Minding the Law

Author: Anthony G. AMSTERDAM,Jerome S. Bruner,Anthony G Amsterdam

Publisher: Harvard University Press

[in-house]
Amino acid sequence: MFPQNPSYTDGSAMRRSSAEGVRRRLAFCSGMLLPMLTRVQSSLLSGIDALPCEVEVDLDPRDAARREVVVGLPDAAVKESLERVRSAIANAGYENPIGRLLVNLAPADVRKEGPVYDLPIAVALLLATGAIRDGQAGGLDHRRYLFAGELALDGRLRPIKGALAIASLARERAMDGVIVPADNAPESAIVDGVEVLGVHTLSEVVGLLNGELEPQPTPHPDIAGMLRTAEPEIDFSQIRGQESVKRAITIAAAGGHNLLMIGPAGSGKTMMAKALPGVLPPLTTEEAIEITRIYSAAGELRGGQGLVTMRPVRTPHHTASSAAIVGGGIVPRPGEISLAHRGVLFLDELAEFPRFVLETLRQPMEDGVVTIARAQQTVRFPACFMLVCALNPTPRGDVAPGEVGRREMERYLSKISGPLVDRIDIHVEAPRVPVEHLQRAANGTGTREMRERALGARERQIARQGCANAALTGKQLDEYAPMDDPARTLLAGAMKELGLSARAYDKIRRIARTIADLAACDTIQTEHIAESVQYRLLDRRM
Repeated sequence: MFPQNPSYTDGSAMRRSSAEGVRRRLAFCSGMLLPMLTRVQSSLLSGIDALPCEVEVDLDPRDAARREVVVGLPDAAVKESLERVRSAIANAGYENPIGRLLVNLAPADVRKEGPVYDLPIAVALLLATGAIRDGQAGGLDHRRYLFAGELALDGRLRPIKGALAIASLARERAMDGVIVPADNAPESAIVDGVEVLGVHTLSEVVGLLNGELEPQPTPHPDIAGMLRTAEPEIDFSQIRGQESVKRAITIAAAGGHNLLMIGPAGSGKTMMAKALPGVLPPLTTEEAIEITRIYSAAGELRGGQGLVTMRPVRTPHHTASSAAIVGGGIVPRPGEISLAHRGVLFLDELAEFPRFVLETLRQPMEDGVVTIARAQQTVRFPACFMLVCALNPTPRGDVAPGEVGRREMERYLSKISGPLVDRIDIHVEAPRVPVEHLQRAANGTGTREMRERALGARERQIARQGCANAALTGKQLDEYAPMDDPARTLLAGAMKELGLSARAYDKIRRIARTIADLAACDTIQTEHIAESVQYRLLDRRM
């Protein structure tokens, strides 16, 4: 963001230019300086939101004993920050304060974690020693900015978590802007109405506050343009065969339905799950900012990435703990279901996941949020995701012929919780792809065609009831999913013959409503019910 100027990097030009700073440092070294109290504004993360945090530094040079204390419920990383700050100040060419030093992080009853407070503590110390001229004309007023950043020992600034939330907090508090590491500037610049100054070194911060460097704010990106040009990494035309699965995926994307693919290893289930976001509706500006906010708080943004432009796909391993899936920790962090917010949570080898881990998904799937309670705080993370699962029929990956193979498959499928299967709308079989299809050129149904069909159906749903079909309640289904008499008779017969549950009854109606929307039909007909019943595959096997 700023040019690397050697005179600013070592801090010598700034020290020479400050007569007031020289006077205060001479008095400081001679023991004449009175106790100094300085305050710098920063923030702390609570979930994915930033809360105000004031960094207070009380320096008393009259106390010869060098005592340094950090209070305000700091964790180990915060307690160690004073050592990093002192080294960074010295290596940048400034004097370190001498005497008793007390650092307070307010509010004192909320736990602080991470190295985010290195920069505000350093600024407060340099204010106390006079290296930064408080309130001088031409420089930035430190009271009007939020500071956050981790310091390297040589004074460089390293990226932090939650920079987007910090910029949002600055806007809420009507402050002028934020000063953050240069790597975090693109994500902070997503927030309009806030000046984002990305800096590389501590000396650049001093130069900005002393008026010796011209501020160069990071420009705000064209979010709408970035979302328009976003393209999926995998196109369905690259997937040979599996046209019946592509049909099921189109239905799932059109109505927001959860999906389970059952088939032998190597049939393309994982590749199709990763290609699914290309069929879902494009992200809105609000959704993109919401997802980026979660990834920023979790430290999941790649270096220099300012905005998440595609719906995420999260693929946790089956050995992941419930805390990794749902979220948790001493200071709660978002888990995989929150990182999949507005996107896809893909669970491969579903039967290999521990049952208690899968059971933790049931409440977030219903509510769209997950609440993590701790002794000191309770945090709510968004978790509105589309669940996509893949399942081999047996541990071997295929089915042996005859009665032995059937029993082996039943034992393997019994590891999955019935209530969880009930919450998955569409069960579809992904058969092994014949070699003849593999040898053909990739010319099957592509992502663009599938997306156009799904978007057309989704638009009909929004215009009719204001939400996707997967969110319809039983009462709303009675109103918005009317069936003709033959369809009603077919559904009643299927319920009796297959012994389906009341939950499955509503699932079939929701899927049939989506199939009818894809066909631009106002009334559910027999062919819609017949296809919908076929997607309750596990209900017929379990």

ISBN: 0674020200

Category: Law

Page: 463

View: 973